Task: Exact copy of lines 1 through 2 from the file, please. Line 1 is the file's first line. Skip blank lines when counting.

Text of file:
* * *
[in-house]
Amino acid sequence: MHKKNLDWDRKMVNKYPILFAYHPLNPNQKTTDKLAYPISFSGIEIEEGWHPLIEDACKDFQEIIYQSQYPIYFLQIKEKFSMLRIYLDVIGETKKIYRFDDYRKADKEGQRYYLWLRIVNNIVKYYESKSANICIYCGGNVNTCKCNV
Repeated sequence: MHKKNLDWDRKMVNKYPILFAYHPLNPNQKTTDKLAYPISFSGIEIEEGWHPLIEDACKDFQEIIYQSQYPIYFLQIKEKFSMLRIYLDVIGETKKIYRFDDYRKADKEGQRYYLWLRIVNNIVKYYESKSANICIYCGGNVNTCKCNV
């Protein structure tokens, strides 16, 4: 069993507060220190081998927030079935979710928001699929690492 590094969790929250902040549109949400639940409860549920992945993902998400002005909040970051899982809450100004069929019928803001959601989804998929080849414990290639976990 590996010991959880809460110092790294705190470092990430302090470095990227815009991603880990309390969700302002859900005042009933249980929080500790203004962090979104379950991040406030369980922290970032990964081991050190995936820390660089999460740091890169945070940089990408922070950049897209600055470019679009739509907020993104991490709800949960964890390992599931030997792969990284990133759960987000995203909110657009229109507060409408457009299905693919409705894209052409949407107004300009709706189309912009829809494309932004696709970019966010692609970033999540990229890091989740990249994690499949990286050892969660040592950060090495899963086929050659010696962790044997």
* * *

[in-house]
Amino acid sequence: MHKKNLDWDRKMVNKYPILFAYHPLNPNQKTTDKLAYPISFSGIEIEEGWHPLIEDACKDFQEIIYQSQYPIYFLQIKEKFSMLRIYLDVIGETKKIYRFDDYRKADKEGQRYYLWLRIVNNIVKYYESKSANICIYCGGNVNTCKCNV